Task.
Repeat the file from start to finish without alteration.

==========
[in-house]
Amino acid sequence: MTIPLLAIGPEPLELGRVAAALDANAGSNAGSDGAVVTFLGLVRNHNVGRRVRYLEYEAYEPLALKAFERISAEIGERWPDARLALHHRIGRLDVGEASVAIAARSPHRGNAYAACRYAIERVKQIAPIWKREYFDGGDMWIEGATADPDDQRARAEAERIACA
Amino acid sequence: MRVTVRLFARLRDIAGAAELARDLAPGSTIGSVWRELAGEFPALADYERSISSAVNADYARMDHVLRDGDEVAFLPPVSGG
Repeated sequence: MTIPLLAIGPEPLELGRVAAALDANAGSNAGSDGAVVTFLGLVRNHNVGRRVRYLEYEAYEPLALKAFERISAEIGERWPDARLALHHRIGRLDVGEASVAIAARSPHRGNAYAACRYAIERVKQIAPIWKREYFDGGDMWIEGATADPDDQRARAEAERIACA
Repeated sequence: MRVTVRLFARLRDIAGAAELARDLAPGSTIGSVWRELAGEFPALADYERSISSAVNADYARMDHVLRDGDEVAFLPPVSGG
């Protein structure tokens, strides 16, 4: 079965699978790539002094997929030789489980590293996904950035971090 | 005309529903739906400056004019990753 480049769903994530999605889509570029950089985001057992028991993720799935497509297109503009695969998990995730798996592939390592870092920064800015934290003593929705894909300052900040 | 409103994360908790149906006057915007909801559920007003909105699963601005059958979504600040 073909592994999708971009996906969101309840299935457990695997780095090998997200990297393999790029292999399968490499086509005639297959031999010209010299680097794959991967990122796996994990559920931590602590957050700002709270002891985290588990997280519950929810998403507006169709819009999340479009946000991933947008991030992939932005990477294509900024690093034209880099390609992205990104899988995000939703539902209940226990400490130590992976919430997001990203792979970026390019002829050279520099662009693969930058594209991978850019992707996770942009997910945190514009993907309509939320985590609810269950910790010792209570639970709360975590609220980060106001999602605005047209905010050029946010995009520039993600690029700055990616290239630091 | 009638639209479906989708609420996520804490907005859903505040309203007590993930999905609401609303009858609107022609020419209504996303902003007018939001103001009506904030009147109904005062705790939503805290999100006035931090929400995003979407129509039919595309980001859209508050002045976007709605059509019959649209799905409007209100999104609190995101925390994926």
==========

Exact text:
[in-house]
Amino acid sequence: MTIPLLAIGPEPLELGRVAAALDANAGSNAGSDGAVVTFLGLVRNHNVGRRVRYLEYEAYEPLALKAFERISAEIGERWPDARLALHHRIGRLDVGEASVAIAARSPHRGNAYAACRYAIERVKQIAPIWKREYFDGGDMWIEGATADPDDQRARAEAERIACA
Amino acid sequence: MRVTVRLFARLRDIAGAAELARDLAPGSTIGSVWRELAGEFPALADYERSISSAVNADYARMDHVLRDGDEVAFLPPVSGG
Repeated sequence: MTIPLLAIGPEPLELGRVAAALDANAGSNAGSDGAVVTFLGLVRNHNVGRRVRYLEYEAYEPLALKAFERISAEIGERWPDARLALHHRIGRLDVGEASVAIAARSPHRGNAYAACRYAIERVKQIAPIWKREYFDGGDMWIEGATADPDDQRARAEAERIACA
Repeated sequence: MRVTVRLFARLRDIAGAAELARDLAPGSTIGSVWRELAGEFPALADYERSISSAVNADYARMDHVLRDGDEVAFLPPVSGG
């Protein structure tokens, strides 16, 4: 079965699978790539002094997929030789489980590293996904950035971090 | 005309529903739906400056004019990753 480049769903994530999605889509570029950089985001057992028991993720799935497509297109503009695969998990995730798996592939390592870092920064800015934290003593929705894909300052900040 | 409103994360908790149906006057915007909801559920007003909105699963601005059958979504600040 073909592994999708971009996906969101309840299935457990695997780095090998997200990297393999790029292999399968490499086509005639297959031999010209010299680097794959991967990122796996994990559920931590602590957050700002709270002891985290588990997280519950929810998403507006169709819009999340479009946000991933947008991030992939932005990477294509900024690093034209880099390609992205990104899988995000939703539902209940226990400490130590992976919430997001990203792979970026390019002829050279520099662009693969930058594209991978850019992707996770942009997910945190514009993907309509939320985590609810269950910790010792209570639970709360975590609220980060106001999602605005047209905010050029946010995009520039993600690029700055990616290239630091 | 009638639209479906989708609420996520804490907005859903505040309203007590993930999905609401609303009858609107022609020419209504996303902003007018939001103001009506904030009147109904005062705790939503805290999100006035931090929400995003979407129509039919595309980001859209508050002045976007709605059509019959649209799905409007209100999104609190995101925390994926």